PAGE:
Sound formats

Ken Norris pixelbird at
Sun Sep 25 20:38:36 EDT 2005

Hi Stephen,

On Sep 25, 2005, at 2:41 PM, use-revolution-request at 

> Sound converter? Isn't that REALLY old?

Old and moldy, I guess. It worked for what I wanted eventually. I think 
a WAV should be a WAV,  but some, which claim to be that I have tried 
to D/L from the web, must not be, because they fail to open.

>  How about Bababatch?

Costs 400 bucks! (USD). There's no way I can justify that on my budget. 
I'd pay up to a hundred, but their software pricing is too rich for my 

>  How about In and out of PRO TOOLS, MOTU. LOGIC or some modern DAW
> software?

Well, sure, but even LOGIC will fail to open a WAV once in awhile. I 
don't use ProTools.
> I'd blame the tools you were using before I'd blame the format in
> general, especially if they're older than 3 years.

Heck, all I own is older than 3 years ;-)  Well, maybe not 
_everything_. But you're probably right about that.

>  I agree that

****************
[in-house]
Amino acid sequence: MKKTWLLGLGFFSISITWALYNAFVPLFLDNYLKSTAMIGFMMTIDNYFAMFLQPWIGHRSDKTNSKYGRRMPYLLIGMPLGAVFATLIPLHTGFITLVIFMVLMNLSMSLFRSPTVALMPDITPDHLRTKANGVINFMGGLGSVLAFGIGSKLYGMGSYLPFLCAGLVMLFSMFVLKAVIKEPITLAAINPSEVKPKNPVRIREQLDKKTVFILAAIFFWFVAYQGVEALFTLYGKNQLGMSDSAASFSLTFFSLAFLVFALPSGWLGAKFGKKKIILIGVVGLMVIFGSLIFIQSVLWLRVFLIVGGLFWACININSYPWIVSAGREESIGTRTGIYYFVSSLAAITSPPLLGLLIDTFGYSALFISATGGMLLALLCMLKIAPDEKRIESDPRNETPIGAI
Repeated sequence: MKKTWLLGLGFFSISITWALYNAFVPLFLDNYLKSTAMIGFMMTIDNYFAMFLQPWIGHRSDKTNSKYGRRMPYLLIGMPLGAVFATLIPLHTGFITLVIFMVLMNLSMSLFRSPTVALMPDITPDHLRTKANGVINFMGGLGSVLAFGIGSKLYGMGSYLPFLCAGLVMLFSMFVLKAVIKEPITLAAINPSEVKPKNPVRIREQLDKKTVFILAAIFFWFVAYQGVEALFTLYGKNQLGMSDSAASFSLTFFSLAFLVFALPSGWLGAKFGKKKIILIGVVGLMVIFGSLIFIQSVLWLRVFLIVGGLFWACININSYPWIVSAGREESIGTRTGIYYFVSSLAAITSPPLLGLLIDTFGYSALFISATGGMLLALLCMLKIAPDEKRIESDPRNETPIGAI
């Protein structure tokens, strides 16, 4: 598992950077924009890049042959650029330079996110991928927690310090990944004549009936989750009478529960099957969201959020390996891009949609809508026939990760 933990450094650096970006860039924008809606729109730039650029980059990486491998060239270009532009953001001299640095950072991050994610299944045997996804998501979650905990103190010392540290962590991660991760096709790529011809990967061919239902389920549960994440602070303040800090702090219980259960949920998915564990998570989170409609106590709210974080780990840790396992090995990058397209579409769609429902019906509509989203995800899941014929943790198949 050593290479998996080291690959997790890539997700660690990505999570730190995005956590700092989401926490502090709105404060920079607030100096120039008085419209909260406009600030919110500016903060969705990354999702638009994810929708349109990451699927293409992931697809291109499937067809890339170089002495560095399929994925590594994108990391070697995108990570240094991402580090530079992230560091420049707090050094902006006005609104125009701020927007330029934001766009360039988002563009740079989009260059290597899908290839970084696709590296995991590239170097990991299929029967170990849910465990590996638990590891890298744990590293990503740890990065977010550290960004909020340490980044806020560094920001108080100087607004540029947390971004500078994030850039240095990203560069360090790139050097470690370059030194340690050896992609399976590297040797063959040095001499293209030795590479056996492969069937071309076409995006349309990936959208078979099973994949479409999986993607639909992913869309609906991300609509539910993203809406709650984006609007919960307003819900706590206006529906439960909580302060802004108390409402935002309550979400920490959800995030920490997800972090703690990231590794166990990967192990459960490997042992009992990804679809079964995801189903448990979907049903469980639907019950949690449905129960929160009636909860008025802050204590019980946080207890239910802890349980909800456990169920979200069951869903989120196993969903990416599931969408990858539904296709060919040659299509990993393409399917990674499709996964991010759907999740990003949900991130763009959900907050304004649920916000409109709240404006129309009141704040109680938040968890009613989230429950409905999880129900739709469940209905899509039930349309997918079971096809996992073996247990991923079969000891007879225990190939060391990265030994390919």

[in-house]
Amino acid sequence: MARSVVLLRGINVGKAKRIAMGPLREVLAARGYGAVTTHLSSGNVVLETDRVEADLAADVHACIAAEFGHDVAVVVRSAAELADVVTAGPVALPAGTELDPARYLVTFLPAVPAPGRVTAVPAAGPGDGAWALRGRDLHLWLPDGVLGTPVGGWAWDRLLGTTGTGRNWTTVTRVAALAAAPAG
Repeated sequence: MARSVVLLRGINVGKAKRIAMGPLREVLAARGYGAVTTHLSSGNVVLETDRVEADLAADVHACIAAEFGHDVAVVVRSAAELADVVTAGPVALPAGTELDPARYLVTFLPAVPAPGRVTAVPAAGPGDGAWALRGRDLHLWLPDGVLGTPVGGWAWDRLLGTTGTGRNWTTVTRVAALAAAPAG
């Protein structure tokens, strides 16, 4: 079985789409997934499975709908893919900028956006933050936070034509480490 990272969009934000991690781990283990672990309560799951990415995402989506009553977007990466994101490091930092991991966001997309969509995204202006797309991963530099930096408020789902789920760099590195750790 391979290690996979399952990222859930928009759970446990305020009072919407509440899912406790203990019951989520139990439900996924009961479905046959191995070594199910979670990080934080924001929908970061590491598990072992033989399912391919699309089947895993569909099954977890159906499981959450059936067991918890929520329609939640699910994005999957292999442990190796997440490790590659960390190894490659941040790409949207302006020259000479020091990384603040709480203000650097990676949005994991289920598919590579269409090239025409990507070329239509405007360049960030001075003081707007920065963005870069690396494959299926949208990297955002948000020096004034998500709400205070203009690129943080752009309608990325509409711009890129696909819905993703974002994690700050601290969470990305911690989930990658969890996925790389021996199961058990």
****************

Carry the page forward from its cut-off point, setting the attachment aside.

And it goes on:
> probably among the zillion PC based DAWs there might be some file
> hacks,  but the big guys like Digidesign and the Broadcast folks not
> to mention the AES won't let that happen.

Well, here it is: WAV files are basically Micro$oft's version of AIFF. 
It's a good thing AIFF files still work, because my experience is that 
they are more reliable for playback than anything else there is. It's 
what all commercial audio CD's use. Bigger than the Library of Congress 
will ever be, but they, too, use AIFF files for final archiving AFAIK 
(although they use WAV in other parts of the system, they have to if 
they want to preserve things previously saved to WAV files).

It's true, as a broadcast (and also the internet, which is also 
actually a broadcast system) digital media, it's prolific.

But if you are trying to convince me that WAV is more reliable than 
AIFF, well, I don't think so.

All the best,
Ken N.

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